This is where our Unravel Migration features help. Everything from helping you discover your current environment, helps you do the planning, and the migration project management work tool as software. So, you don’t need people involved to help you understand all of these different complexities, where you’d otherwise be spending days, weeks, sometimes months, figuring out the answers to all these different questions. And let me walk you through some of these different feature sets that we have.
So first and foremost, you have a current environment. It may be on-premises, it may be on another provider, and you try to get to, say, Amazon. Firstly, understanding what you’re currently running is super, super key, so then you can start to figure out whether you’ve got compatibility, whether you will be able to scale up in this new environment or not.
So Unravel, once you install it, instantly populates a report like this that tells you about everything from what systems you are running, what services you are actually leveraging on your current environment, and then helps you break down other usage information by how many apps do I have, how many of these applications are Spark versus Kafka, or Hive or Hadoop, for example, which users actually access these particular applications.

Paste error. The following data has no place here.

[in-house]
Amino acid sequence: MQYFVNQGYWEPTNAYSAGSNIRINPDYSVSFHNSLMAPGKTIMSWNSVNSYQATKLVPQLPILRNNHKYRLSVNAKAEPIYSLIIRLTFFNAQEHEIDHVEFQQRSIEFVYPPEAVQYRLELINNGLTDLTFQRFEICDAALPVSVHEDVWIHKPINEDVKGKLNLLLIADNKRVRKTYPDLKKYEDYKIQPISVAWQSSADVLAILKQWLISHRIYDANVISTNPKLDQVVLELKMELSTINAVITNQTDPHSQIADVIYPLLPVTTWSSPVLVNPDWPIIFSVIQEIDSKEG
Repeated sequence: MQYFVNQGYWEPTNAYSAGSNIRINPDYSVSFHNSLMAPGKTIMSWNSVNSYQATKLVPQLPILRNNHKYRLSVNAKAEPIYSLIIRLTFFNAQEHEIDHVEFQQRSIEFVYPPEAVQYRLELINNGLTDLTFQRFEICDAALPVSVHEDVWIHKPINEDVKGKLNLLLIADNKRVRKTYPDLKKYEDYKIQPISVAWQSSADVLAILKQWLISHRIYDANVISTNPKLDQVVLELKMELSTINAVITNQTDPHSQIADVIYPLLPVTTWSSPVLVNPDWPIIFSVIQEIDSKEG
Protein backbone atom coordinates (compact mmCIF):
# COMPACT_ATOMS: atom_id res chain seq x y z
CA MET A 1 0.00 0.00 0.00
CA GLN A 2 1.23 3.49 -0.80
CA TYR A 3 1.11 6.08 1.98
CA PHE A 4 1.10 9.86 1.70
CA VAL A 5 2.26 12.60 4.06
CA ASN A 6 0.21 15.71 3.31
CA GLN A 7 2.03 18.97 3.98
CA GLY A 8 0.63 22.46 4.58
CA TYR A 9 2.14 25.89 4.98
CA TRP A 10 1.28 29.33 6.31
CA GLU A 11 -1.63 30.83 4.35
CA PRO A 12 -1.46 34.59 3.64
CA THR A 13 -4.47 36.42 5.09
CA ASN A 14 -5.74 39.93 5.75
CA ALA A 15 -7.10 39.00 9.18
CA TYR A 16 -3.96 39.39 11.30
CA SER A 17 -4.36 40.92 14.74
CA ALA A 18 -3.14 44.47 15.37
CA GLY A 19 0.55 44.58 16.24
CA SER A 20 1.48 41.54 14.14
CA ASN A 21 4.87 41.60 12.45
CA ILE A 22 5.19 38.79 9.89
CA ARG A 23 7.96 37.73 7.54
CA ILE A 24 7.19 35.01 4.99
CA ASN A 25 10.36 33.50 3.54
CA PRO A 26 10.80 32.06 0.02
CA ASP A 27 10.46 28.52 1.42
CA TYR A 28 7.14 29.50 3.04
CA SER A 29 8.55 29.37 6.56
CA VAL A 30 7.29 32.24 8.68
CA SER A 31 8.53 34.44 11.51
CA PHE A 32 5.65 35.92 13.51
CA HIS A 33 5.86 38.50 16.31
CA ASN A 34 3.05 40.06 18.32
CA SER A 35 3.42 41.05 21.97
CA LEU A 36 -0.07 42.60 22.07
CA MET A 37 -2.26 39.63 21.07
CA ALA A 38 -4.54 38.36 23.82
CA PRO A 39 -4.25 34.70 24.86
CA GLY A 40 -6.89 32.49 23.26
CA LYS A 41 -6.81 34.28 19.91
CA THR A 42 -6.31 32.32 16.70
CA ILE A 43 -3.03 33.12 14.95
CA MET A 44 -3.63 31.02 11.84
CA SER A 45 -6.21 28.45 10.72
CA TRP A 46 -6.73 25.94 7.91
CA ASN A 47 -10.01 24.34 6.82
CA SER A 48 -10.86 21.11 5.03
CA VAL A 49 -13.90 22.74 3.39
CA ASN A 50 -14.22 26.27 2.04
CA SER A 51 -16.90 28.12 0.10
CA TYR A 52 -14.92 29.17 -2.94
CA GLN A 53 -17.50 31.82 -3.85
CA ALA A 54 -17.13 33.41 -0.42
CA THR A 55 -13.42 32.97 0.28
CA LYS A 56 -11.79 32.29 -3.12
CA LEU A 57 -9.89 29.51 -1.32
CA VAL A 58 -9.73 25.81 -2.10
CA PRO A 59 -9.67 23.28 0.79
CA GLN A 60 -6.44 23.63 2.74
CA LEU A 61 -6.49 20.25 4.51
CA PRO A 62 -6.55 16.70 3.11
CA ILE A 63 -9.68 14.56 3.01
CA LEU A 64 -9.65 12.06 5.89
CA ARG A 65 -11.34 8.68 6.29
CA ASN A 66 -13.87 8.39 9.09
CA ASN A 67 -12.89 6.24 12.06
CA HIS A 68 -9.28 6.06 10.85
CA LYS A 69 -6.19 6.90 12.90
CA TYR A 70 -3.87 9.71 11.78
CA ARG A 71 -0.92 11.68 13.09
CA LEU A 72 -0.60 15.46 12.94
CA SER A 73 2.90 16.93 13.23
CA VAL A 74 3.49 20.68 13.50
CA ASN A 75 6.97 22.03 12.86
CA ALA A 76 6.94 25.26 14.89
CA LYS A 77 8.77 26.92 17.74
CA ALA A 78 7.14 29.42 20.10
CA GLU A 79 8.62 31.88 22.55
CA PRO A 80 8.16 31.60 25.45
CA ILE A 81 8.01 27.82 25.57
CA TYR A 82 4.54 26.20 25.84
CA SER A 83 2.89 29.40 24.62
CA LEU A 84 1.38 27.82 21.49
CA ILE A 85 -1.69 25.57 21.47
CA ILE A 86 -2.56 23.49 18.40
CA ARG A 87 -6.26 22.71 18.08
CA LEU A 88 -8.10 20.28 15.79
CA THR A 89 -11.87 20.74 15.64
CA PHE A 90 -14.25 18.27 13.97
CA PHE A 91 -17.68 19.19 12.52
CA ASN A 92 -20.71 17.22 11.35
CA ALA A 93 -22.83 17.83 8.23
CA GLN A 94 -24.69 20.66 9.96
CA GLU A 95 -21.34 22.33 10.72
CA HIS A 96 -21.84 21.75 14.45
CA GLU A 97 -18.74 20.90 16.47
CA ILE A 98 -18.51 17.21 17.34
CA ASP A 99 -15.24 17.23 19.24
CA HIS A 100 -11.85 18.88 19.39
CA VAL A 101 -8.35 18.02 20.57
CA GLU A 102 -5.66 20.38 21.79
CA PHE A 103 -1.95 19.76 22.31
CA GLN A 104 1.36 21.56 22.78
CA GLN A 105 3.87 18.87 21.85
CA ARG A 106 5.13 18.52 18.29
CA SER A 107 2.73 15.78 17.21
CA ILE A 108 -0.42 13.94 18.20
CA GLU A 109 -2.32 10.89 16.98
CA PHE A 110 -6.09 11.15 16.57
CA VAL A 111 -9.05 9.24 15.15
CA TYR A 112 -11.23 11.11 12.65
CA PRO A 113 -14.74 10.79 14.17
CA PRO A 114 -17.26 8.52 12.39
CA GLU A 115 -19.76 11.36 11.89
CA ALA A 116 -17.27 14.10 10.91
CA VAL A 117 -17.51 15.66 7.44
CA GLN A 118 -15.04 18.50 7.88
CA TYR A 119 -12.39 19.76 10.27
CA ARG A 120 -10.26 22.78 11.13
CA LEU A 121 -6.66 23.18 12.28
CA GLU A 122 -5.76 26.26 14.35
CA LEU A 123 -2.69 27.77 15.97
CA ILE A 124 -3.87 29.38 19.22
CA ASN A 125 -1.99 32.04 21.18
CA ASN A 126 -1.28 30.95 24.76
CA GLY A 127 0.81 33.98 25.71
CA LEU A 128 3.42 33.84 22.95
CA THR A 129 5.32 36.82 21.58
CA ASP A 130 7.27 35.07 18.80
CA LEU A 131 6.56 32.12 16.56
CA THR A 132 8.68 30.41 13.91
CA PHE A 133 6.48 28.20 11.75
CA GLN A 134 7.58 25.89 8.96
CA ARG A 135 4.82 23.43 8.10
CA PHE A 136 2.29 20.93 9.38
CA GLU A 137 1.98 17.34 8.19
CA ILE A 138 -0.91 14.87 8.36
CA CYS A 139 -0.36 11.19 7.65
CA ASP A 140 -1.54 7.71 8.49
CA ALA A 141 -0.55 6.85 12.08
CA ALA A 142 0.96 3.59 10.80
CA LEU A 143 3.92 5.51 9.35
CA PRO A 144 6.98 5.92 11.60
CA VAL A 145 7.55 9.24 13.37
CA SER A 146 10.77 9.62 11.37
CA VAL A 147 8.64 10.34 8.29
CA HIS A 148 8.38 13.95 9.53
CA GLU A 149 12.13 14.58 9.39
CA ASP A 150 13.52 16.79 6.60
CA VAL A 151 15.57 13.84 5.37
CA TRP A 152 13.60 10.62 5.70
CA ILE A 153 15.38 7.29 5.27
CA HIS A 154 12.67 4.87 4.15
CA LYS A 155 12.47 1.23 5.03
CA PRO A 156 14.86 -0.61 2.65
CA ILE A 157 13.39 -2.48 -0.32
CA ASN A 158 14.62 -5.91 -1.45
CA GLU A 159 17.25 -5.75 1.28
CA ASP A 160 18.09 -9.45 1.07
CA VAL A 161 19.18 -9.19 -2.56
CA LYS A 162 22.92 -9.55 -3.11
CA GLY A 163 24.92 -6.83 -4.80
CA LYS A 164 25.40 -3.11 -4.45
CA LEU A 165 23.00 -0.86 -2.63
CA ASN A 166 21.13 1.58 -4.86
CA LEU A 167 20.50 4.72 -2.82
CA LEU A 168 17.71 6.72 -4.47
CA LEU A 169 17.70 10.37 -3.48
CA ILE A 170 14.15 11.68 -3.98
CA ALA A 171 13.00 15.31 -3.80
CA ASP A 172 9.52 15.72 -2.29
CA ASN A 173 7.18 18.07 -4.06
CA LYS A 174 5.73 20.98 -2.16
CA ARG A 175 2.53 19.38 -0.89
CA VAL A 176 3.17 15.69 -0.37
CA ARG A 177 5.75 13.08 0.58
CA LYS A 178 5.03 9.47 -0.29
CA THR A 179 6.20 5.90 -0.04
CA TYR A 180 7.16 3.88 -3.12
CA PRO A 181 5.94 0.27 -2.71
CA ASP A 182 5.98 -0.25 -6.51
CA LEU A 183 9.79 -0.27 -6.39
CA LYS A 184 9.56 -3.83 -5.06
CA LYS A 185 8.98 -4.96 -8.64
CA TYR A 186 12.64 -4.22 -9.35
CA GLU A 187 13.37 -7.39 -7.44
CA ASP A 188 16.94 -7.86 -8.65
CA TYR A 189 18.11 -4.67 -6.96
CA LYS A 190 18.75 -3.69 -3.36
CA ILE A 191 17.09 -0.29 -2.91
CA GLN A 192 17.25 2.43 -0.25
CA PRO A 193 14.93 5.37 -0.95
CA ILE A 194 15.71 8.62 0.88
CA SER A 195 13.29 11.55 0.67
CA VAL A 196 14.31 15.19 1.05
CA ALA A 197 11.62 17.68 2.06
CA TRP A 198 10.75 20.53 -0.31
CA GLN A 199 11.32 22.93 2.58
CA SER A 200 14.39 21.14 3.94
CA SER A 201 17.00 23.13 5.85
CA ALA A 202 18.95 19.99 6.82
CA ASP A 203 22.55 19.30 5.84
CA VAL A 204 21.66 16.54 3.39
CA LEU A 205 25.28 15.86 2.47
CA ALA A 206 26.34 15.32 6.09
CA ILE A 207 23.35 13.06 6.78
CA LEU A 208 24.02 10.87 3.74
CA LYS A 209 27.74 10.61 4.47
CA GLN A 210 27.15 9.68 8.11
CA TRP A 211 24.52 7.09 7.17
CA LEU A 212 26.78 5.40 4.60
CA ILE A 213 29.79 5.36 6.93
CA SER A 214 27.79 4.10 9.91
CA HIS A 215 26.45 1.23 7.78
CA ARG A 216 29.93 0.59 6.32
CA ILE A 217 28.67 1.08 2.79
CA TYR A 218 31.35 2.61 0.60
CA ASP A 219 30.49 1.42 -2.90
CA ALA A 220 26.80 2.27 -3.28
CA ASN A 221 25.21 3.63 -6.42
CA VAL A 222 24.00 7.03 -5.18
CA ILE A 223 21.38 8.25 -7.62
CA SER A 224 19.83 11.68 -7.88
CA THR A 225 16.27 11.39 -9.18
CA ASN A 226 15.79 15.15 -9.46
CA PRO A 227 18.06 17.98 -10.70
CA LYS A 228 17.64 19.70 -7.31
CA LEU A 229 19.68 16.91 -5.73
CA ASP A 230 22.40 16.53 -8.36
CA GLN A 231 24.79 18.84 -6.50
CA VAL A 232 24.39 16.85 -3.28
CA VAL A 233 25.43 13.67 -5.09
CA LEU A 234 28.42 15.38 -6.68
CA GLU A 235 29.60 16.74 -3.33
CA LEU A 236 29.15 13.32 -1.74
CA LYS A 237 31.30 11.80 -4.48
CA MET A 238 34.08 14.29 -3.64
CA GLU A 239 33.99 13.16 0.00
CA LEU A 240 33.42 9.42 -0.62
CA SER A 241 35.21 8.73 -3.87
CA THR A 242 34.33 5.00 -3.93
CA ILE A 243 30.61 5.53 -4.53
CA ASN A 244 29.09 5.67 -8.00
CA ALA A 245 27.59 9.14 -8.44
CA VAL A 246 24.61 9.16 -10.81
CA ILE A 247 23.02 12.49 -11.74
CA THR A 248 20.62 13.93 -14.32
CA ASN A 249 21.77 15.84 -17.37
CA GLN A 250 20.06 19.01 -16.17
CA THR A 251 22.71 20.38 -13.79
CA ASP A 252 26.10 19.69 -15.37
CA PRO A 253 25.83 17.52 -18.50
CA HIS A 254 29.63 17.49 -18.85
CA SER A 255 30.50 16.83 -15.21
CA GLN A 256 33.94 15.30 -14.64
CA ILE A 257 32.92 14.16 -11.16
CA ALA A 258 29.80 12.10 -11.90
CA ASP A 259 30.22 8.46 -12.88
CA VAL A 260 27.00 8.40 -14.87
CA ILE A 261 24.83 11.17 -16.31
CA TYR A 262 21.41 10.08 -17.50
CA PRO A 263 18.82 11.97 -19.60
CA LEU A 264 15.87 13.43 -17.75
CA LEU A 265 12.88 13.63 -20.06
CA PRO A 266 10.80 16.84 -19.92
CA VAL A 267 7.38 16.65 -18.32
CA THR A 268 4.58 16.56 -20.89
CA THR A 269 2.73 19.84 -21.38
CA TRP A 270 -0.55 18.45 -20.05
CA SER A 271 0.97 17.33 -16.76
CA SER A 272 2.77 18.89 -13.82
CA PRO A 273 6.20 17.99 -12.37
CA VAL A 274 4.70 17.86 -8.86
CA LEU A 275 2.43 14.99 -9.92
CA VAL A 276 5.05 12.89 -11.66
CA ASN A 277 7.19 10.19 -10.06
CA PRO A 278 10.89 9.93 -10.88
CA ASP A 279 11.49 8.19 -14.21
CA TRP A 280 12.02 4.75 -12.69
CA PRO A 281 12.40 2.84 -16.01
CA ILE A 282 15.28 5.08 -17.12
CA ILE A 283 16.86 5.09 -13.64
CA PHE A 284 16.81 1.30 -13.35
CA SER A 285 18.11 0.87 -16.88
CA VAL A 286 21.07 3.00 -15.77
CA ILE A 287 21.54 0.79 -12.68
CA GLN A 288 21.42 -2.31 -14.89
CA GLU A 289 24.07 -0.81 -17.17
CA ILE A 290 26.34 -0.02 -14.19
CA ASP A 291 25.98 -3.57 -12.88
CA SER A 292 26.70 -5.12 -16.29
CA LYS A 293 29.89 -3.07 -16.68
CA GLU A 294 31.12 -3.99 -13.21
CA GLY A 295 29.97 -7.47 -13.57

Then you start to look at your resource information around how much CPU, memory, containers, etc., do I currently have, and how much of that do I actually use? All of this information is baseline information for you to understand what is the shape of your workload or the cost in your new environment will start to look like. Today, this is a very manual exercise, and Unravel can give you that in an instant.
Once you have all that data collected, Unravel can also help you understand which are the workloads that are best suited for the cloud. So, you may have a consistently running environment. And maybe you’re trying to get to an auto-scaling, dynamic ecosystem.
Unravel can help you understand which are these applications that are very bursty in nature, for example. Which of these applications sometimes process 50 gigs of data, another day, 500 gigs of data, so they need a lot of different resource changes. In this way, you can pick and choose, and only migrate those types of workloads that are best suited for the cloud.
Other ways of slicing this could be in your organization, you may be thinking, “Hey, we’ve got 15 business groups on the cluster right now. We want to move just the marketing department to the cloud.”
Unravel can help you slice and dice that data as well to help you understand, “Hey, you don’t need to move your entire 5 petabytes of data. We can show you all the apps that marketing department touches, all the datasets the marketing department accesses, and you can only move those particular workloads to your cloud environment as well.”